Another important factor we are increasingly bound to consider while discussing nutrition is the impact of climate change and pollution on nutrition. Evidence points out that nutrient depletion and reduction in yields are and will remain ensuing repercussions of climate change. Between 1993-94 and 2011-12, protein levels in beans/ legumes dropped approximately 60 percent and in brown lentil (whole) by 10 percent.

Collaborations among relevant sectors such as public health nutrition, agriculture and environment, and human resources can bring about solutions and strategies to tackle the same.

Concerted efforts to change our food systems need to be made. Currently, they are offering quick options to satiate hunger in the form of ultra-processed foods with lots of empty calories and minimal nutrition. Children and their caregivers indulge in foods high in bad fats (trans and saturated), salt, and sugar without realising that this is an addictive behavior and is prompting them to acquire risk factors for early development of non-communicable diseases.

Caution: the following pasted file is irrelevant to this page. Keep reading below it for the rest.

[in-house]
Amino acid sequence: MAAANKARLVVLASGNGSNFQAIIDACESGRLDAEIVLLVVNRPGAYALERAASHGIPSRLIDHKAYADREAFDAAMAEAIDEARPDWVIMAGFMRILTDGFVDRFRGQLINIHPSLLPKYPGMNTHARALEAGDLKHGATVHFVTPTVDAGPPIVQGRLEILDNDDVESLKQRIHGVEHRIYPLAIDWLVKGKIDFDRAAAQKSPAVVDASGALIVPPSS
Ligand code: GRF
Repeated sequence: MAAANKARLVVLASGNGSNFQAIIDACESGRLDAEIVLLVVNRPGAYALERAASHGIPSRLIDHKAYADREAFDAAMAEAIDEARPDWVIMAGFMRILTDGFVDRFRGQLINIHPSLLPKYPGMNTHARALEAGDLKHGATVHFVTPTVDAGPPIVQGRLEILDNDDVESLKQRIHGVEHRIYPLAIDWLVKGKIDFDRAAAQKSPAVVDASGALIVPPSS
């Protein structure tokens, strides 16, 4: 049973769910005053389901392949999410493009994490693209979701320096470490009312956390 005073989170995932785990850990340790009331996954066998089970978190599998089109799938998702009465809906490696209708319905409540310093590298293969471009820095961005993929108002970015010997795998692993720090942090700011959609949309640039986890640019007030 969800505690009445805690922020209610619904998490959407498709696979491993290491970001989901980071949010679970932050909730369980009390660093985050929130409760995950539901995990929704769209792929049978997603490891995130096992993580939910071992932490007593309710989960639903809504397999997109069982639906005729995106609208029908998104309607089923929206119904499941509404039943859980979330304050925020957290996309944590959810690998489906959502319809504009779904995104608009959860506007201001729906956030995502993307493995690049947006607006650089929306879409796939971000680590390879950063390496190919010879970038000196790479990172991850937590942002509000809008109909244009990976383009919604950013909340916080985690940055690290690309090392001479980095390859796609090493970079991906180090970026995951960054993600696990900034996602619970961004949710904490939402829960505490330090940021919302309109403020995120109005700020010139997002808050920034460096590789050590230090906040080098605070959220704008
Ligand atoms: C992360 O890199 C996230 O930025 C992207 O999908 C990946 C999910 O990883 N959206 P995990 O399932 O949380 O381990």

Based on the right information, the demand and supply within our food systems must undergo change in order to increase and encourage consumption of healthy foods. Since proteins are the building blocks for the growth and development of children, we must make a conscious effort to choose our food sources wisely and spread the knowledge of healthy eating among children as well. A nation needs to have a strong foundation and with high quality and quantity of proteins in a balanced diet, India can favourably enhance its chances of staying healthy.

Shweta Khandelwal is the Senior Research Scientist and Associate Professor at PHFI & Mr. Ajay Kavishwar is the Director for Planning, PR & Advocacy at The Akshaya Patra Foundation.

Post Your Comment
Required
Required, will not be published
All comments are moderated
Prev
Unlocking CSR funds for impact investment ecosystem